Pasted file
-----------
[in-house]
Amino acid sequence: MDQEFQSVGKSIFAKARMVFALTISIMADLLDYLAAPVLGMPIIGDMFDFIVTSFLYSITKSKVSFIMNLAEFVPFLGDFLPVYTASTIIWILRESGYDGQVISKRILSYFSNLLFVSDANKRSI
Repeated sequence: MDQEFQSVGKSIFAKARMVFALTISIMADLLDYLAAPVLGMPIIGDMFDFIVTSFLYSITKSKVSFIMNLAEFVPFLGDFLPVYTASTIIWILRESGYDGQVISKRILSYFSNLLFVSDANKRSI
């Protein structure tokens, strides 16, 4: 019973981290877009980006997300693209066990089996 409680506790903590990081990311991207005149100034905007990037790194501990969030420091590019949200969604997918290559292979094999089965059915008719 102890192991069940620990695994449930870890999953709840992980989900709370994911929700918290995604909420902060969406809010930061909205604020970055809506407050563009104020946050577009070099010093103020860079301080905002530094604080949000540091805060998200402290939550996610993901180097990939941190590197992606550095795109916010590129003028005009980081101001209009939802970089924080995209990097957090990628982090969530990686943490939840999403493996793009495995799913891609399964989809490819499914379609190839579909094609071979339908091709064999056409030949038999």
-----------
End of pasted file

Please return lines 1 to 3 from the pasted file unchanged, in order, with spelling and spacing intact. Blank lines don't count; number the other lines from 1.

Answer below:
[in-house]
Amino acid sequence: MDQEFQSVGKSIFAKARMVFALTISIMADLLDYLAAPVLGMPIIGDMFDFIVTSFLYSITKSKVSFIMNLAEFVPFLGDFLPVYTASTIIWILRESGYDGQVISKRILSYFSNLLFVSDANKRSI
Repeated sequence: MDQEFQSVGKSIFAKARMVFALTISIMADLLDYLAAPVLGMPIIGDMFDFIVTSFLYSITKSKVSFIMNLAEFVPFLGDFLPVYTASTIIWILRESGYDGQVISKRILSYFSNLLFVSDANKRSI